Lieutenant General D.S. Hooda (retd), former northern Army commander, said New Delhi had not forgotten the experience of the Galwan valley clashes and would have to adopt a cautious approach before celebrating the disengagement between the militaries in the Gogra-Hot Springs area of eastern Ladakh. “In Demchok and Depsang, patrolling by Indian troops has been denied so far. These areas are critical and any dilution can delay a resolution,” he said.

The deliberations at the party congress are critical to the future of Taiwan as well. “There is definitely a hardening of position around Taiwan. Xi has reiterated his stance about the use of force to unite Taiwan with the mainland, which cannot be ruled out in his third term,’’ said Rup Narayan Das, senior fellow at the Indian Council of Social Science Research. The mayoral elections in Taiwan are scheduled for November 26 and it will be held along with a referendum to reduce the age limit for voting from 20 to 18. “The proposal, if passed, will bring more young voters who are inclined toward democracy, which will disturb China. We cannot rule out more military drills,” he said. Tien-sze Fang, deputy director at the Centre for India Studies at the National Tsing Hua University, Taiwan, said the immediate challenge to Taiwan was huge as the US had its own interests in mind. “The US wants to maintain strategic ambiguity to maximise its interests,’’ he said.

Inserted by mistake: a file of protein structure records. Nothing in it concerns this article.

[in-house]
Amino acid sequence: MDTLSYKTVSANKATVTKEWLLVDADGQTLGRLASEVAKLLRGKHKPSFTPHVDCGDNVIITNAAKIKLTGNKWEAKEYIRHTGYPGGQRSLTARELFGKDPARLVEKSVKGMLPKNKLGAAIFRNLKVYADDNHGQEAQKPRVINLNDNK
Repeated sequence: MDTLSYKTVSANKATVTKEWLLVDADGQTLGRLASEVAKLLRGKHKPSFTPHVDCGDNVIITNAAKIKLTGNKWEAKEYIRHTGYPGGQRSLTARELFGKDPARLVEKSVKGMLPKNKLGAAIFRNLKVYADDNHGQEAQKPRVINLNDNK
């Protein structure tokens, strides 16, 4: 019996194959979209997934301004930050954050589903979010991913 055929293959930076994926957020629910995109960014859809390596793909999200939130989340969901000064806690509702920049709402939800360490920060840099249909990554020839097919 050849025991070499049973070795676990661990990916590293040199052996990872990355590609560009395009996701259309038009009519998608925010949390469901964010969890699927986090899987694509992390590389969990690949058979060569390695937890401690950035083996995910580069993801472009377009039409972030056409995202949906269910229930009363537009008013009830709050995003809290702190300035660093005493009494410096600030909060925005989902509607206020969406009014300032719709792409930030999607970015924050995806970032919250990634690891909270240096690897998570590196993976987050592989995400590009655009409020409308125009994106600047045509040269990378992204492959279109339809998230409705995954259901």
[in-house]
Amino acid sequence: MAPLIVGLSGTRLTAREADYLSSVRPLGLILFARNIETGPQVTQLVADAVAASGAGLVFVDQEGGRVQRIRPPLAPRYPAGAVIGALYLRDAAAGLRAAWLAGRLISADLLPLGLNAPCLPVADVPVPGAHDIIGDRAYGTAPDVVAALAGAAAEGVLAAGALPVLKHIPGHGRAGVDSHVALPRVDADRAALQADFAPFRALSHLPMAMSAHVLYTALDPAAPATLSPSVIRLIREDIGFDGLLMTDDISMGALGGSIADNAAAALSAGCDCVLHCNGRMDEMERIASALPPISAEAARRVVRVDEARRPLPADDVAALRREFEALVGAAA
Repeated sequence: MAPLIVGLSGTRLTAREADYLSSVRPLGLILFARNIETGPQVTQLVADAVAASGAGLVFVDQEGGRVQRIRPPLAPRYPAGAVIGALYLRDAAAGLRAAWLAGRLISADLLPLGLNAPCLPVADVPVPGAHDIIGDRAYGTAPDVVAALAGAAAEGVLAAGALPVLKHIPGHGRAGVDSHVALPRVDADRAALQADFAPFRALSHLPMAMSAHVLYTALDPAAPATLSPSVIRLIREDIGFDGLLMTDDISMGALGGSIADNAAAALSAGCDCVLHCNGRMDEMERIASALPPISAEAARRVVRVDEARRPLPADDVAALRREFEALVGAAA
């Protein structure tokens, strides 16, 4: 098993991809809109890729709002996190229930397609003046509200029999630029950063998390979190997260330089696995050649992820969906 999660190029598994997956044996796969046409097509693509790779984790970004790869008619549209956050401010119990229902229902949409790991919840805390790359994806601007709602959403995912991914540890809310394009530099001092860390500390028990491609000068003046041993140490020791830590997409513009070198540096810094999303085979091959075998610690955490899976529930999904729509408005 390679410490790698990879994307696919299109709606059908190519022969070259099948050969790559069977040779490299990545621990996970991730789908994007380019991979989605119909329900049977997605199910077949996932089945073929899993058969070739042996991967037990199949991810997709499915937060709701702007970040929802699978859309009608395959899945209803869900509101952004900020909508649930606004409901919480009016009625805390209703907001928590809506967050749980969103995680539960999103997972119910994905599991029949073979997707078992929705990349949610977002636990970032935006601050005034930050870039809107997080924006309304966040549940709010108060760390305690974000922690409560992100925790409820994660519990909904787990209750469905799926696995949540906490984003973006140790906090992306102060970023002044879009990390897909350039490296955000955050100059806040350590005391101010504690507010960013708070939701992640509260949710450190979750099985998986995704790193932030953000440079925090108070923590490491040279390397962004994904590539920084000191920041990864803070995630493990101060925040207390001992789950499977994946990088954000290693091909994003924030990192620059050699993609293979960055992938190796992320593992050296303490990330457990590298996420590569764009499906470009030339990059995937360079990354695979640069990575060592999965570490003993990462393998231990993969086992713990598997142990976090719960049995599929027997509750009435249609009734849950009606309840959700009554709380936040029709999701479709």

There is growing unease in the Indo-Pacific region as the great jamboree unfolds in China. As Xi begins his third term, cyber intelligence teams are already witnessing an increase in Chinese tactics of psychological and informational warfare to win a war without fighting.